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Deferred Action for Childhood Arrivals (DACA) and Deferred Action for Parents of Americans and Lawful Permanent Residents (DAPA)

Important information about DACA requests: Due to a federal court order, USCIS has resumed accepting both initial and renewal requests for deferred action under DACA, including initial requests from individuals who have never before been granted deferred action under DACA. Until further notice, and unless otherwise provided in this guidance, the DACA policy will be operated on the terms in place before it was rescinded on Sept. 5, 2017.

For more information, visit Deferred Action for Childhood Arrivals: Response to January 2018 Preliminary Injunction.


2017 Update: On September 5, 2017, the Department of Homeland Security (DHS) initiated the orderly phase out of the Deferred Action for Childhood Arrivals (DACA) policy. For more information, read the 2017 DACA announcement on the USCIS website.

2017 Update: On June 15, 2017, former Department of Homeland Security Secretary John F. Kelly, after consulting with the Attorney General, signed a memorandum rescinding the November 20, 2014 memorandum that created the program known as Deferred Action for Parents of Americans and Lawful Permanent Residents (“DAPA”) because there is no credible path forward to litigate the currently enjoined policy. For more information, visit

2015 Update: On February 16, 2015, a federal district court temporarily enjoined the government from proceeding forward on the former Secretary’s policy of DAPA and expanded DACA. The injunction does not affect the existing 2012 DACA initiative.

On November 20, 2014, former Secretary of Homeland Security Jeh Johnson issued new policies which allow certain aliens who arrived in the United States on or before January 1, 2010 to apply for deferred action, a form of prosecutorial discretion under which aliens are not removed from the United States and that authorizes them to seek permission to work lawfully in the United States. The former Secretary’s policies apply to certain individuals who came to the United States as children under the age of 16 of who are parents of U.S. citizens or lawful permanent resident children.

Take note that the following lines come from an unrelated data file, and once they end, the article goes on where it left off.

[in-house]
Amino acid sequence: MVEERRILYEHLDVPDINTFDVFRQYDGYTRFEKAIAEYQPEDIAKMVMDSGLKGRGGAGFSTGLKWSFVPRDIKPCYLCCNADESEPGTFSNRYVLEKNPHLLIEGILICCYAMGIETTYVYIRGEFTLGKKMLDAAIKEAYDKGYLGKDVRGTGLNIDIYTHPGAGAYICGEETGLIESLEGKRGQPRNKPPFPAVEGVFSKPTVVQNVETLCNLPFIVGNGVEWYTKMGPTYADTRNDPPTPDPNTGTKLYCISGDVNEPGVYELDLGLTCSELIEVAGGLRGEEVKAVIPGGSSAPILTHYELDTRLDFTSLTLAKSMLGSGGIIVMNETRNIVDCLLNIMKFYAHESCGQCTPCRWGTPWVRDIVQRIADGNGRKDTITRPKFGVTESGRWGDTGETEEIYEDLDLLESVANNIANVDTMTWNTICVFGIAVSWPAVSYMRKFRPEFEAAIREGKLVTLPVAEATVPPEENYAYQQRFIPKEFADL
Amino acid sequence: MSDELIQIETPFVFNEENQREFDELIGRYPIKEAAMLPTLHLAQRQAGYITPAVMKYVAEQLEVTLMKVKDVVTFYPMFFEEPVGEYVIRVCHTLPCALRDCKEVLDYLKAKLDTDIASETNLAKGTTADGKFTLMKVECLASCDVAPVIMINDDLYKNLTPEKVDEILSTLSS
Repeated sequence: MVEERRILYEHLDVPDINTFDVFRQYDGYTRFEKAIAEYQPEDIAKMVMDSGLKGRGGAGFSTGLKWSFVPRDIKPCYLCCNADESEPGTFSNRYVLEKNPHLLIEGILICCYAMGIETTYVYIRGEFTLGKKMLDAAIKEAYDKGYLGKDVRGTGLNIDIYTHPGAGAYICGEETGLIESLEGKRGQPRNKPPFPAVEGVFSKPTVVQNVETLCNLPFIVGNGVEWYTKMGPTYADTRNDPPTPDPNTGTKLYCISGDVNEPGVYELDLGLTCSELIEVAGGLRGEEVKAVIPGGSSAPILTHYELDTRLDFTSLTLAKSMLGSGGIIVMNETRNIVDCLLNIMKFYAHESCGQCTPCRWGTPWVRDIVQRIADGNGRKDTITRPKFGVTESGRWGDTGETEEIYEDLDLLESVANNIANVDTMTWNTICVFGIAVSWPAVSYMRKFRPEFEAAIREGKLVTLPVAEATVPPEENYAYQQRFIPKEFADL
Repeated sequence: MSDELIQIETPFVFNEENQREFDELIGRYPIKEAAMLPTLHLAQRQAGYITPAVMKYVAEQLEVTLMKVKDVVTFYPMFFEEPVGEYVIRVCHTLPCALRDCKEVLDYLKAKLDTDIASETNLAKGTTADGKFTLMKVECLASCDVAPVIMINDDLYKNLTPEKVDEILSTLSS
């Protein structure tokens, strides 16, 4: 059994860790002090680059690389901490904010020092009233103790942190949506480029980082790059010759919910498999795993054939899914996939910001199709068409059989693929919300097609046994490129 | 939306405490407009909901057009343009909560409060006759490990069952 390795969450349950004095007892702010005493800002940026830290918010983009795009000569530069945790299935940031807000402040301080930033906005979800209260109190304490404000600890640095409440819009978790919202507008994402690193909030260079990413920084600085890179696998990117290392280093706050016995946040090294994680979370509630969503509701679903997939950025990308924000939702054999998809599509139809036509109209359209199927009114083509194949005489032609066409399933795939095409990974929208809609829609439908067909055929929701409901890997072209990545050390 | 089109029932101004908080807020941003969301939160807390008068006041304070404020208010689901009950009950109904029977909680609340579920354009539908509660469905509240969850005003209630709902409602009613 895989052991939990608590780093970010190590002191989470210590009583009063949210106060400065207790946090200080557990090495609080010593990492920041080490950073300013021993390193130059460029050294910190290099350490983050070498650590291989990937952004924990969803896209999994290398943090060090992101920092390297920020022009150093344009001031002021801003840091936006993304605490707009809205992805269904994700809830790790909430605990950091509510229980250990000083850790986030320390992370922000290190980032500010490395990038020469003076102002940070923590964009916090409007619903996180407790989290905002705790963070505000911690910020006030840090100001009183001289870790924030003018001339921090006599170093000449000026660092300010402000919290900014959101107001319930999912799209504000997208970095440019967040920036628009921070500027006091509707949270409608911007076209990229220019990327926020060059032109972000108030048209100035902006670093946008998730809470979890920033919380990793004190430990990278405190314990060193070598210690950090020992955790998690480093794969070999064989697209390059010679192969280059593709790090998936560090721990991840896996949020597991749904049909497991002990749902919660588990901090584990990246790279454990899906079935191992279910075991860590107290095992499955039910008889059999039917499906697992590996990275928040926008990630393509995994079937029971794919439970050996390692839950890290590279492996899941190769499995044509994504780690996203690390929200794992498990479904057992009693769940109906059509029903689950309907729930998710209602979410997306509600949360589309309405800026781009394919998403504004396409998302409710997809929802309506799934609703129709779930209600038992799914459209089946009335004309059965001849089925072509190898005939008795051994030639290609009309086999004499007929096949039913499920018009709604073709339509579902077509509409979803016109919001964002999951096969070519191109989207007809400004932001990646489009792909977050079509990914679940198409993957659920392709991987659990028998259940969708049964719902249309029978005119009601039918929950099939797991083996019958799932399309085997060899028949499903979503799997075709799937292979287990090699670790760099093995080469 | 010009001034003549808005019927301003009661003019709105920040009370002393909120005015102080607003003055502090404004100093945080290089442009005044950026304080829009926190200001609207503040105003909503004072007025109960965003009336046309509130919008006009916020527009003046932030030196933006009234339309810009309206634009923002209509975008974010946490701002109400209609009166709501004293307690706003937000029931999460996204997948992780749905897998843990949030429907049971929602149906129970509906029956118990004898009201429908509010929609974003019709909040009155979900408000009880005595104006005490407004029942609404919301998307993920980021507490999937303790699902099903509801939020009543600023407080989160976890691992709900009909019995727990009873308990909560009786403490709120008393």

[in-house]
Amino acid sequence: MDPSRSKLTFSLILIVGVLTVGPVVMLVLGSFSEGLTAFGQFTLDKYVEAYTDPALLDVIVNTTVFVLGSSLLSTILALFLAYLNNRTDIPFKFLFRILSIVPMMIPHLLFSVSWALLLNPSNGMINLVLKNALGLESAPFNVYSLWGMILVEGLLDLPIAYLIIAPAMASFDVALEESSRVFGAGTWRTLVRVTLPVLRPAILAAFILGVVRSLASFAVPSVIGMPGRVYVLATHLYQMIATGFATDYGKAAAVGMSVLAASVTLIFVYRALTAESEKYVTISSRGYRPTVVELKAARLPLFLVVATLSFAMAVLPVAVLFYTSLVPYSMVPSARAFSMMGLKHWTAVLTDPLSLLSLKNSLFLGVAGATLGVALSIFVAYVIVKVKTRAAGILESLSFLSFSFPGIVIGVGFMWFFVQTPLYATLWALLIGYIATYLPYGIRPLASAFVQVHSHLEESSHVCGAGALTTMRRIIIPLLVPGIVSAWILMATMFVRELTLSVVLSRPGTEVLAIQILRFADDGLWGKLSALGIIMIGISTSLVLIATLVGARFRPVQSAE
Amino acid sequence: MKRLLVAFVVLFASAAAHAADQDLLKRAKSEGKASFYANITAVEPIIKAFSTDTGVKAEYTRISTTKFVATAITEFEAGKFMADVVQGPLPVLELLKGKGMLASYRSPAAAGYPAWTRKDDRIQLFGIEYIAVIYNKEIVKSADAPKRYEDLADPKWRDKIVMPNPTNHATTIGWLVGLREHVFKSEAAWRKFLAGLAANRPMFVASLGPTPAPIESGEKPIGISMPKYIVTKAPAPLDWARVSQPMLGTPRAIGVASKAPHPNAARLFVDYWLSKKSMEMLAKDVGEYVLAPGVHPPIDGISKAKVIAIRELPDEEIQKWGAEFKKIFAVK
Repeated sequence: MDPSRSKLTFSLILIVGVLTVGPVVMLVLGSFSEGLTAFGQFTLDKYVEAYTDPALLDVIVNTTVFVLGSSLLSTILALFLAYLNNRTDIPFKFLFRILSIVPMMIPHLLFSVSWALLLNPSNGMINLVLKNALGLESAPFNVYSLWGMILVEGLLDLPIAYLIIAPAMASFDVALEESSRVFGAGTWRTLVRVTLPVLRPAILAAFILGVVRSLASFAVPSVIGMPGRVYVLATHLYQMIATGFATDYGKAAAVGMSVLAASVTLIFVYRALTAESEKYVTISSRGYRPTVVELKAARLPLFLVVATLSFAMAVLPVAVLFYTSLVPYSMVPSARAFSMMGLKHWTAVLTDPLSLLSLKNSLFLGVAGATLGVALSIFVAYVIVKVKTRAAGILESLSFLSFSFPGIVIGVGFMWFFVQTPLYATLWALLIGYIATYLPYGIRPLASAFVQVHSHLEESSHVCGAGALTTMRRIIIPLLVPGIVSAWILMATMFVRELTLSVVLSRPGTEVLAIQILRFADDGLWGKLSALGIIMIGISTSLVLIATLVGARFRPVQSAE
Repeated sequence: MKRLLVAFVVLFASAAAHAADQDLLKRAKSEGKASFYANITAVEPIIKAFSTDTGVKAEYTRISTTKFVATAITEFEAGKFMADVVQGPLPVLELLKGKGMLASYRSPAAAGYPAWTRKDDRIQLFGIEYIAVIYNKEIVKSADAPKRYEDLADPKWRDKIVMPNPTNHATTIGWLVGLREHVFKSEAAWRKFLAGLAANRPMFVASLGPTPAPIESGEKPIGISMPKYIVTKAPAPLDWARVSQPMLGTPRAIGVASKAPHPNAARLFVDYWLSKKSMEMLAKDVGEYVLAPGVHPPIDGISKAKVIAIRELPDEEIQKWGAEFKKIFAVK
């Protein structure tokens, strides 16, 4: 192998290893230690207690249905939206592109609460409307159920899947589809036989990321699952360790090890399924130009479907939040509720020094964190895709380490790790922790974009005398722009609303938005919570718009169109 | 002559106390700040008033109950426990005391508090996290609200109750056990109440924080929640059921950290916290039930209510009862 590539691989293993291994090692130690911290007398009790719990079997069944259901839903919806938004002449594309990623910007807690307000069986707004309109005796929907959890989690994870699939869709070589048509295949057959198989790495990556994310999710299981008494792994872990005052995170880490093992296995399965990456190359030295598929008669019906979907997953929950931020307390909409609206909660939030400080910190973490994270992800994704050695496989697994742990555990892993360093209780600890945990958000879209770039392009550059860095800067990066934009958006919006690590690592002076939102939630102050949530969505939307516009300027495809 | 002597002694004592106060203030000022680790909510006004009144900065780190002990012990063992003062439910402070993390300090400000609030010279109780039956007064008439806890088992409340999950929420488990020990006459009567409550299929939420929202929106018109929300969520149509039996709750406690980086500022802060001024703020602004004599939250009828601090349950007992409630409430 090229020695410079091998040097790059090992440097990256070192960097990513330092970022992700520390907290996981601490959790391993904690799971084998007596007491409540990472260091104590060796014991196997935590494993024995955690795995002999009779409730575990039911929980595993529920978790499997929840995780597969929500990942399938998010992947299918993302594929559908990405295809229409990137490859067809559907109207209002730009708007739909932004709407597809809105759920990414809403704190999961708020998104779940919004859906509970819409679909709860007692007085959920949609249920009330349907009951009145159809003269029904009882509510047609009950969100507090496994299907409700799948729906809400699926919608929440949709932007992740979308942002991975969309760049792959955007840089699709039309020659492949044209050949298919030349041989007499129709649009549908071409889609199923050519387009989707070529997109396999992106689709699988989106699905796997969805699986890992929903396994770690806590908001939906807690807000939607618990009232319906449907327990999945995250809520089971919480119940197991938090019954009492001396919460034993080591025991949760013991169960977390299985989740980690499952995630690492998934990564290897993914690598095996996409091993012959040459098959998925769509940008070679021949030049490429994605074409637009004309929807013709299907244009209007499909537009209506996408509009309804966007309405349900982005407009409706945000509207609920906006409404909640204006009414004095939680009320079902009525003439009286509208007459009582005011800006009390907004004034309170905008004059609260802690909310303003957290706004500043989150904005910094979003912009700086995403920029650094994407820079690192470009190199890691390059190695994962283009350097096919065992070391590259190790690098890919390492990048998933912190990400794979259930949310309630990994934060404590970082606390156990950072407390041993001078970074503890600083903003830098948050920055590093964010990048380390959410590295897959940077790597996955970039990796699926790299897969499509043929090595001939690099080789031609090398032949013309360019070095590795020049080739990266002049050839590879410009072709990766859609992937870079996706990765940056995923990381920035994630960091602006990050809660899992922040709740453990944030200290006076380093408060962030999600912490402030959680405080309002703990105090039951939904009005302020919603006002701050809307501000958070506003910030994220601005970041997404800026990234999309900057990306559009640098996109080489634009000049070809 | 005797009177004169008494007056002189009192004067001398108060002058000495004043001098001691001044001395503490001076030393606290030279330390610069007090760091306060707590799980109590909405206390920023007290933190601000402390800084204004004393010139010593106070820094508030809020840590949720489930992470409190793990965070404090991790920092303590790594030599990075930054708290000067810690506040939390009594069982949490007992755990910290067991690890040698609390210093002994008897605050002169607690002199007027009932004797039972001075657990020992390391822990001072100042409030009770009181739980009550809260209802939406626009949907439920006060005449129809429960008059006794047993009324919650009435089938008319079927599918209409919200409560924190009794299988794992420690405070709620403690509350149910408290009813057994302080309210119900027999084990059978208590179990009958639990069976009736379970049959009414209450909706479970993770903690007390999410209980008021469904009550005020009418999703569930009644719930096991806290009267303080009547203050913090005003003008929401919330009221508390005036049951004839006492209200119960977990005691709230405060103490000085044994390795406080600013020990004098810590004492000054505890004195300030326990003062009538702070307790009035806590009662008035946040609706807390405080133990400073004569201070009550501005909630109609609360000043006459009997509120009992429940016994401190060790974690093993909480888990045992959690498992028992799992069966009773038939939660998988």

Does this process apply to me if I am currently in removal proceedings, have a final removal order, or have a voluntary departure order?

This process is open to any individual who can demonstrate he or she meets the guidelines for consideration, including those who are in removal proceedings, with a final order, or with a voluntary departure order. All deferred action decisions will be made by USCIS.

If you are currently in immigration detention

If you are currently in immigration detention and believe you meet the guidelines for Deferred Action for Childhood Arrivals (DACA) or Deferred Action for Parents of Americans and Lawful Permanent Residents (DAPA), you must:

  • Identify yourself to your case officer explaining you believe you are DACA/DAPA eligible. Your case officer will review your case along with the local Office of the Chief Counsel. If you appear to meet the DACA/DAPA requirements, you may be released on an alternative form of supervision to allow you to pursue your case with U.S. Citizenship and Immigration Services (USCIS).
    • If your case officer is unavailable, you can contact the ICE Detention Reporting and Information Line at 1-888-351-4024 (staffed 8 a.m. – 8 p.m., Monday – Friday); or submit an email to and the appropriate action will be taken in a timely manner.

If you are not in immigration detention

If you are not in immigration detention and want to affirmatively request consideration of deferred action for childhood arrivals, you must submit your request to USCIS – not ICE – pursuant to these procedures established by USCIS.

Updated: 12/24/2020